The multibeam sonar mapping will cover around 210 000 square kilometres over the three survey legs, increasing the area of multibeam sonar coverage in Australia's Exclusive Economic Zone by 12 per cent. The survey will therefore be the biggest, in terms of area mapped, ever carried out in Australia's ocean territory.
For more information phone phone Andrew Heap on +61 2 6249 9790 (email email@example.com)
Information and data collected on the surveys will be used to support the work programs of the Department of Resources, Energy and Tourism. The data will be available to the petroleum exploration industry as pre-competitive data sets to support future releases of offshore petroleum exploration areas by the Australian Government. Data will also be provided to relevant Australian Government agencies to assist with marine management of these areas. It will also be used to potentially support the design of a national representative system of marine protected areas.
Rankins Springs-Yathong Troughs Seismic Survey
The Rankins Springs-Yathong Troughs Seismic Survey was the first survey of an under-explored onshore petroleum basin undertaken as part of Geoscience Australia's Onshore Energy Security Program. The deep seismic survey comprised two east-west traverse lines, one each across the Rankins Springs and Yathong Troughs in the southeastern Darling Basin in western New South Wales (figure 3). The survey acquired a total of 234 kilometres of seismic data in March 2008 and a 40 kilometre extension to the Yathong Trough traverse is planned for early 2009.
Preliminary analysis of the seismic sections indicates the presence of well-stratified basin sediments, possibly of Devonian age, overlying a thick section of unknown age and lithology, which in turn overlies crystalline basement. The mapping of thick sedimentary rocks in an under-explored 'frontier' basin is a significant development for onshore petroleum exploration in Australia. If petroleum source rocks can be identified, either from seismic interpretation or by drilling exploration wells, then the prospectivity of the Darling Basin may be re-assessed by petroleum companies and lead to further exploration.
The survey was jointly funded by the New South Wales Department of Primary Industries and Geoscience Australia through the Onshore Energy Security Program. The raw seismic data and un-interpreted processed seismic sections from the survey are now available to the petroleum industry.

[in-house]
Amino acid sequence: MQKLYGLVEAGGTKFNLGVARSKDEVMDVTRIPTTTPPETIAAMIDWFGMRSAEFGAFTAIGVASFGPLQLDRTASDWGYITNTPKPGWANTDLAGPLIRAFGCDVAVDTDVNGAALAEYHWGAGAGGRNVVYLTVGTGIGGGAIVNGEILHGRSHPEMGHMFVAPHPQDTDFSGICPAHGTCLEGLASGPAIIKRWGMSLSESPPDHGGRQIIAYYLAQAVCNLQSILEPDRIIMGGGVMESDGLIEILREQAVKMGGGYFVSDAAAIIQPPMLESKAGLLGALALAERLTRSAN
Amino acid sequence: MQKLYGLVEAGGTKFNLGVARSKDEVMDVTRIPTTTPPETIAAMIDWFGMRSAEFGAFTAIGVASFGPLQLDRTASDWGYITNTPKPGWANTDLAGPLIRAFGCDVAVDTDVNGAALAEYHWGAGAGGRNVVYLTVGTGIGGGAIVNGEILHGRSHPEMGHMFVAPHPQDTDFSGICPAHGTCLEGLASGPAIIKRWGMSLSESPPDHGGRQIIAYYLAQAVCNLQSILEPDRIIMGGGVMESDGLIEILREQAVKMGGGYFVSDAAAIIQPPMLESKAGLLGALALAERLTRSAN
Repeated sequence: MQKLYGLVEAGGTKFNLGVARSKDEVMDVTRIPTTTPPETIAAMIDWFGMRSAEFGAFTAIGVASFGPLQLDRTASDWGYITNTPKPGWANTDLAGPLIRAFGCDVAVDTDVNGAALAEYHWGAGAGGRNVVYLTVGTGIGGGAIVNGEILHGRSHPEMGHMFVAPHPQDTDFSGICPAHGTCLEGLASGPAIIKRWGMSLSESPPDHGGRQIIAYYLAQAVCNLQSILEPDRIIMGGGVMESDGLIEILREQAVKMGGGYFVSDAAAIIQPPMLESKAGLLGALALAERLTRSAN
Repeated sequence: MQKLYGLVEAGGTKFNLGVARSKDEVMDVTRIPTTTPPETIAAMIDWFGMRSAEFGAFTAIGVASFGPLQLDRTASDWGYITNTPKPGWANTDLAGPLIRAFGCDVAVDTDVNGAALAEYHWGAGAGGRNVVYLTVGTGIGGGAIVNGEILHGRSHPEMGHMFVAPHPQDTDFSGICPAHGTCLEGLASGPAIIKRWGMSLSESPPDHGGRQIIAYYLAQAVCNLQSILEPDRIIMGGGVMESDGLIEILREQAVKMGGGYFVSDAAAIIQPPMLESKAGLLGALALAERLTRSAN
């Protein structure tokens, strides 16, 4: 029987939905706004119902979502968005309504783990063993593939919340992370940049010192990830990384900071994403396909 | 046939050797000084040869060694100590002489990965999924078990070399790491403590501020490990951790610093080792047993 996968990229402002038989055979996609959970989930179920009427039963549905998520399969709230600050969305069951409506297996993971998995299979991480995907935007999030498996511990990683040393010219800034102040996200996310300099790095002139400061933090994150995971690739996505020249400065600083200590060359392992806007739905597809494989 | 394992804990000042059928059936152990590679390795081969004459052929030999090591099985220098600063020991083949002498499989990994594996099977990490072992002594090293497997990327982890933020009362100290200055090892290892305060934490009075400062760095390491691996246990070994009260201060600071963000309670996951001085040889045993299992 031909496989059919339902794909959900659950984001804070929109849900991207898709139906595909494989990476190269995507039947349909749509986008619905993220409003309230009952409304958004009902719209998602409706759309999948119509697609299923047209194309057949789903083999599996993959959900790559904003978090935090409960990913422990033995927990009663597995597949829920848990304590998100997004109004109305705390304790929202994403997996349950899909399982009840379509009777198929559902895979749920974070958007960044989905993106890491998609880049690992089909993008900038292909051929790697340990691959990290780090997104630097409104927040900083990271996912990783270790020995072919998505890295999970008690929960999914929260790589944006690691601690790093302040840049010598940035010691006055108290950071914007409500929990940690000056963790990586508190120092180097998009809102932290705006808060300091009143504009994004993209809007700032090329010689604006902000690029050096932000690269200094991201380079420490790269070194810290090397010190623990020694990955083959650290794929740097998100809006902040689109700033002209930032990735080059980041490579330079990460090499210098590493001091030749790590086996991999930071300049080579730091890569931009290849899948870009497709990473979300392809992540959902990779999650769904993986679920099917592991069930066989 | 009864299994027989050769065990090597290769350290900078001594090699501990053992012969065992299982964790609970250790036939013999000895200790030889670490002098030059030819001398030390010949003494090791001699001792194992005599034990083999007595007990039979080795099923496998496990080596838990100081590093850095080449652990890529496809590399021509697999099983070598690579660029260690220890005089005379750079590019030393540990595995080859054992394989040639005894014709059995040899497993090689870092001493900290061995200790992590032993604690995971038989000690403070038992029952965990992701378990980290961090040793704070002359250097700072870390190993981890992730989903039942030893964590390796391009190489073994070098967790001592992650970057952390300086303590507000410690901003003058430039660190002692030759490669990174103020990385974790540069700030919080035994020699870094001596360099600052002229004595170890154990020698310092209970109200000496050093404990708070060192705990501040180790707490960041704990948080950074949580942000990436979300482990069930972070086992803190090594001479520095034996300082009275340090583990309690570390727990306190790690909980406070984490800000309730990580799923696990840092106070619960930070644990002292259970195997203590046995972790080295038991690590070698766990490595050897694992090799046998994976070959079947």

For more information phone Jenny Maher on +61 2 6249 9896 (email firstname.lastname@example.org)
Gawler-Officer-Musgrave-Amadeus Seismic Survey
Geoscience Australia is currently conducting a seismic survey in Central Australia.
The survey consists of one continuous traverse crossing from the Gawler Province, over the Officer Basin to the Musgrave Block and then into the Amadeus Basin in the Northern Territory (figure 4). This traverse is planned to be approximately 634 kilometres long.
Acquisition commenced at the northern end of the traverse approximately 25 kilometres southeast of Erldunda in the Northern Territory on November 1. This traverse follows the Adelaide to Alice Springs railway line utilising the railway access road and is planned to conclude in late December near Tarcoola in South Australia.
This survey aims to provide new insights into the crustal architecture of the two Neoproterozoic sedimentary basins in Central Australia and their tectonic relationship to older (Mesoproterozoic) basement terrains. Of particular interest is the identification of structural elements in the basinal sections which may host hydrocarbons that were generated prior to the Alice Springs Orogeny.
This survey is jointly funded by Geoscience Australia through the Onshore Energy Security Program, Primary Industries and Resources South Australia and AuScope. AuScope is an initiative established under the National Collaborative Research Infrastructure Strategy to characterise the structure and evolution of the Australian continent.
For more information phone Jenny Maher on +61 2 6249 9896 (email email@example.com)
Offshore energy program underway (AusGeo News 90)